On a fine sunny day in late summer, a prison work gang is busy clearing litter from the grounds around Dyess City Hall in the heart of town, providing a portentous sign.
This settlement of just a few hundred, created during the Depression as part of President Franklin D. Roosevelt's New Deal project, is the childhood home to that well-known advocate of the incarcerated, country music legend Johnny Cash.
The figurative relevance of the low-risk prisoners (guilty of minor crimes), who are frequent visitors according to the Dyess mayor, runs deep.
Perhaps more than most places, Dyess, located in Mississippi County, Ark., a short drive west of the Mississippi River, is all about second chances: Back in the 1930s, the brand-new government colony was a second chance for the Cash family after the economic ravages of the Depression and the poverty of their former home in Kingsland, Ark.
Today, Dyess is poised on the precipice of a second chance of its own.
Under the guidance of Arkansas State University, fund-raising and restoration is well under way in the settlement with the ultimate goal of returning rundown Dyess to some of its former glory – this time as a tourist attraction. One of the centerpieces, and almost certainly the biggest draw, is set to be Cash's boyhood home, a farmstead on the edge of town.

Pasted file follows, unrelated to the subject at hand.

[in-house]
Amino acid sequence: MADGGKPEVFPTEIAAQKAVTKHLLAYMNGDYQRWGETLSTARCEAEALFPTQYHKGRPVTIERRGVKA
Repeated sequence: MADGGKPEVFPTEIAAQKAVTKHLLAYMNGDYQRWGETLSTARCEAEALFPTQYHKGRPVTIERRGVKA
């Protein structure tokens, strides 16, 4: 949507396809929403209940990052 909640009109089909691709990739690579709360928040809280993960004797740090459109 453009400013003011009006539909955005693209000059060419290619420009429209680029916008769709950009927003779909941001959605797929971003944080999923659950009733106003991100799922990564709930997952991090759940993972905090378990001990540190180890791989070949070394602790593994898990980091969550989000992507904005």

The colony-turned-city is a dilapidated shadow of the vibrant farming community it once represented. Back then it was buttressed by the bounty of cotton fields and a population that topped out at about 3,000. The area has been in decline since the end of World War II, a process that accelerated in the 1960s and '70s as locals struggled to survive on the flood-prone land, says Dyess Mayor Larry Sim.
These days, the cotton is long gone. There are fewer than 500 inhabitants, and the town is located in a region that statistics indicate is one of the most economically deprived in the nation: In Mississippi County, 25.5 percent of the population live below the poverty line, compared with 13.8 percent nationally, according to US Census Bureau data.
Ruth Hawkins, director of Arkansas Heritage Sites, the office at Arkansas State University in nearby Jonesboro that leads the project, hailed the restoration as a potential boon for the local economy. The project also includes the transformation of the old administration building into a museum and new home for city hall.
“It is projected this is going to have a major impact on the Arkansas Delta, one of the poorest regions in the country,” she explains. "We are focusing on the heritage of the town – not just Johnny Cash but historic Dyess itself. We project about 30,000 to 50,000 visitors a year. We are looking [at creating] 100 new jobs and about $10 million in [annual] revenue for this area.”
Known as "Historic Dyess: Boyhood Home of Johnny Cash", the visitor attraction hopes to tell the story of Dyess and how it produced not only Johnny Cash, but also fellow country stars Gene Williams and Buddy Jewell, as well as a string of other successful individuals, including current Arkansas Commissioner of Education Tom Kimbrell. A biking and walking trail connecting the center of Dyess with the Cash farmstead is also planned.